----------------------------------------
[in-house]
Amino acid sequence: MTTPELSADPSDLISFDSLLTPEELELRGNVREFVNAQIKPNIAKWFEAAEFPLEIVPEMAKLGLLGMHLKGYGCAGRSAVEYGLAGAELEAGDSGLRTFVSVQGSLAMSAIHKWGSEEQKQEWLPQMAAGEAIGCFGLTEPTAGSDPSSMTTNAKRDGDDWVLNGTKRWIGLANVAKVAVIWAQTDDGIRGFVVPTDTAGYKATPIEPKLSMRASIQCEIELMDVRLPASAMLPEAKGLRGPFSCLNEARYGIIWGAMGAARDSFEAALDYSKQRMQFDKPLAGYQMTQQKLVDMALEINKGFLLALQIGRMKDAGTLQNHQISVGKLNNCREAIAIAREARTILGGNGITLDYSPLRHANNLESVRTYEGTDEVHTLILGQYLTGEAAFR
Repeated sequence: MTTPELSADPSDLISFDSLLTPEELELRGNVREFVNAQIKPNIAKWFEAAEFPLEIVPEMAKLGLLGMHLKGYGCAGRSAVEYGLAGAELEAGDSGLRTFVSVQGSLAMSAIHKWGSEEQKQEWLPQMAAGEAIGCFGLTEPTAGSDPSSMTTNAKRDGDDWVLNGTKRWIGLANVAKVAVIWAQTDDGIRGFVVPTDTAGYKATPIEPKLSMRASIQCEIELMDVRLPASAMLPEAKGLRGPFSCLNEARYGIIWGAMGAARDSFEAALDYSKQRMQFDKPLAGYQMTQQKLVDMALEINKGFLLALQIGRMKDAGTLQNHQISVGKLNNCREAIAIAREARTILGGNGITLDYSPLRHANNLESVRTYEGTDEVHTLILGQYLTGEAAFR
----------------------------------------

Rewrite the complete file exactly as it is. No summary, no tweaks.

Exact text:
[in-house]
Amino acid sequence: MTTPELSADPSDLISFDSLLTPEELELRGNVREFVNAQIKPNIAKWFEAAEFPLEIVPEMAKLGLLGMHLKGYGCAGRSAVEYGLAGAELEAGDSGLRTFVSVQGSLAMSAIHKWGSEEQKQEWLPQMAAGEAIGCFGLTEPTAGSDPSSMTTNAKRDGDDWVLNGTKRWIGLANVAKVAVIWAQTDDGIRGFVVPTDTAGYKATPIEPKLSMRASIQCEIELMDVRLPASAMLPEAKGLRGPFSCLNEARYGIIWGAMGAARDSFEAALDYSKQRMQFDKPLAGYQMTQQKLVDMALEINKGFLLALQIGRMKDAGTLQNHQISVGKLNNCREAIAIAREARTILGGNGITLDYSPLRHANNLESVRTYEGTDEVHTLILGQYLTGEAAFR
Repeated sequence: MTTPELSADPSDLISFDSLLTPEELELRGNVREFVNAQIKPNIAKWFEAAEFPLEIVPEMAKLGLLGMHLKGYGCAGRSAVEYGLAGAELEAGDSGLRTFVSVQGSLAMSAIHKWGSEEQKQEWLPQMAAGEAIGCFGLTEPTAGSDPSSMTTNAKRDGDDWVLNGTKRWIGLANVAKVAVIWAQTDDGIRGFVVPTDTAGYKATPIEPKLSMRASIQCEIELMDVRLPASAMLPEAKGLRGPFSCLNEARYGIIWGAMGAARDSFEAALDYSKQRMQFDKPLAGYQMTQQKLVDMALEINKGFLLALQIGRMKDAGTLQNHQISVGKLNNCREAIAIAREARTILGGNGITLDYSPLRHANNLESVRTYEGTDEVHTLILGQYLTGEAAFR